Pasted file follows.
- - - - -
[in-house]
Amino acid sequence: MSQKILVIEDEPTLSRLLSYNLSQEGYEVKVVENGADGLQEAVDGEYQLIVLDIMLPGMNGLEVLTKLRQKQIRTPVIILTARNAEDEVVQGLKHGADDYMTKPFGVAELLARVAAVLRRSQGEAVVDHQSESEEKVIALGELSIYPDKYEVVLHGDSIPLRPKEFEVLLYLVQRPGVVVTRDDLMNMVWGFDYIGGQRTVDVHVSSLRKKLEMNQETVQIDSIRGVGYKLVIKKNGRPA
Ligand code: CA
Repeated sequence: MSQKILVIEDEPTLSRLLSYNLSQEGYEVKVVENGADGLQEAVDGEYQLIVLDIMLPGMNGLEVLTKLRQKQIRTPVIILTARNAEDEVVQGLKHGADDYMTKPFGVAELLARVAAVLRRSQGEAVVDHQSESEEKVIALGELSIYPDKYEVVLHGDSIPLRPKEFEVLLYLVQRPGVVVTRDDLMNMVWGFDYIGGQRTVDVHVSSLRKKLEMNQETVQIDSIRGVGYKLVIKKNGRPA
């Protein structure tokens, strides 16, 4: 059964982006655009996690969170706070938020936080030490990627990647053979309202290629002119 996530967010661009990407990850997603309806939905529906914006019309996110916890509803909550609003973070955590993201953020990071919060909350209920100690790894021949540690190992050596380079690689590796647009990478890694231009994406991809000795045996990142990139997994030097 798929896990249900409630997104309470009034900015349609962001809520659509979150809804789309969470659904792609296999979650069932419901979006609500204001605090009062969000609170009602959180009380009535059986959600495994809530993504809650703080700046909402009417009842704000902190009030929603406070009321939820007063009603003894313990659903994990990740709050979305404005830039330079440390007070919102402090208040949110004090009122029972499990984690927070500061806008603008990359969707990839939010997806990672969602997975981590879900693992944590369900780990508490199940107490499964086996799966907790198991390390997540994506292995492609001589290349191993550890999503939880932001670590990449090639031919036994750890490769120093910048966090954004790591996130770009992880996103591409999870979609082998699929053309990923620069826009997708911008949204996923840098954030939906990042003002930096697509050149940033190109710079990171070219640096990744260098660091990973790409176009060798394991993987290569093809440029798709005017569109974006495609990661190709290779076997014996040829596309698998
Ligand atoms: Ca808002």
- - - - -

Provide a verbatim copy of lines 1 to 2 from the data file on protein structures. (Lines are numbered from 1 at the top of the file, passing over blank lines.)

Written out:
[in-house]
Amino acid sequence: MSQKILVIEDEPTLSRLLSYNLSQEGYEVKVVENGADGLQEAVDGEYQLIVLDIMLPGMNGLEVLTKLRQKQIRTPVIILTARNAEDEVVQGLKHGADDYMTKPFGVAELLARVAAVLRRSQGEAVVDHQSESEEKVIALGELSIYPDKYEVVLHGDSIPLRPKEFEVLLYLVQRPGVVVTRDDLMNMVWGFDYIGGQRTVDVHVSSLRKKLEMNQETVQIDSIRGVGYKLVIKKNGRPA